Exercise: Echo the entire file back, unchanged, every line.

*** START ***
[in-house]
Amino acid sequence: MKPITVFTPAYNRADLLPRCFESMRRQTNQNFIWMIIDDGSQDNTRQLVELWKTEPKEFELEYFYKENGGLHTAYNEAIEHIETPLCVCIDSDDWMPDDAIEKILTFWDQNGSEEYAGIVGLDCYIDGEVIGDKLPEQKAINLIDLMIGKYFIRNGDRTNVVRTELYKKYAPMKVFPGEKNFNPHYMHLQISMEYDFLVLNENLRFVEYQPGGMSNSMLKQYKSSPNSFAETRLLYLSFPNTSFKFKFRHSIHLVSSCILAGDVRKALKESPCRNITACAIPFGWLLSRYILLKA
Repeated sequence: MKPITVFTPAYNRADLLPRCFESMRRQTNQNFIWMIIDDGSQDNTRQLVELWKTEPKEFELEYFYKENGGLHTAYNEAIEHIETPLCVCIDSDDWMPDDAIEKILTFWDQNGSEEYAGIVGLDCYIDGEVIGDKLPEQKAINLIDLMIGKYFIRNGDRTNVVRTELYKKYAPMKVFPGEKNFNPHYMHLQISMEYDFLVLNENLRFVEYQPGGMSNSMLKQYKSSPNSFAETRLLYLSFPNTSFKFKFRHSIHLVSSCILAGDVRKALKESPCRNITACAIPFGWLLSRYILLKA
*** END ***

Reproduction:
[in-house]
Amino acid sequence: MKPITVFTPAYNRADLLPRCFESMRRQTNQNFIWMIIDDGSQDNTRQLVELWKTEPKEFELEYFYKENGGLHTAYNEAIEHIETPLCVCIDSDDWMPDDAIEKILTFWDQNGSEEYAGIVGLDCYIDGEVIGDKLPEQKAINLIDLMIGKYFIRNGDRTNVVRTELYKKYAPMKVFPGEKNFNPHYMHLQISMEYDFLVLNENLRFVEYQPGGMSNSMLKQYKSSPNSFAETRLLYLSFPNTSFKFKFRHSIHLVSSCILAGDVRKALKESPCRNITACAIPFGWLLSRYILLKA
Repeated sequence: MKPITVFTPAYNRADLLPRCFESMRRQTNQNFIWMIIDDGSQDNTRQLVELWKTEPKEFELEYFYKENGGLHTAYNEAIEHIETPLCVCIDSDDWMPDDAIEKILTFWDQNGSEEYAGIVGLDCYIDGEVIGDKLPEQKAINLIDLMIGKYFIRNGDRTNVVRTELYKKYAPMKVFPGEKNFNPHYMHLQISMEYDFLVLNENLRFVEYQPGGMSNSMLKQYKSSPNSFAETRLLYLSFPNTSFKFKFRHSIHLVSSCILAGDVRKALKESPCRNITACAIPFGWLLSRYILLKA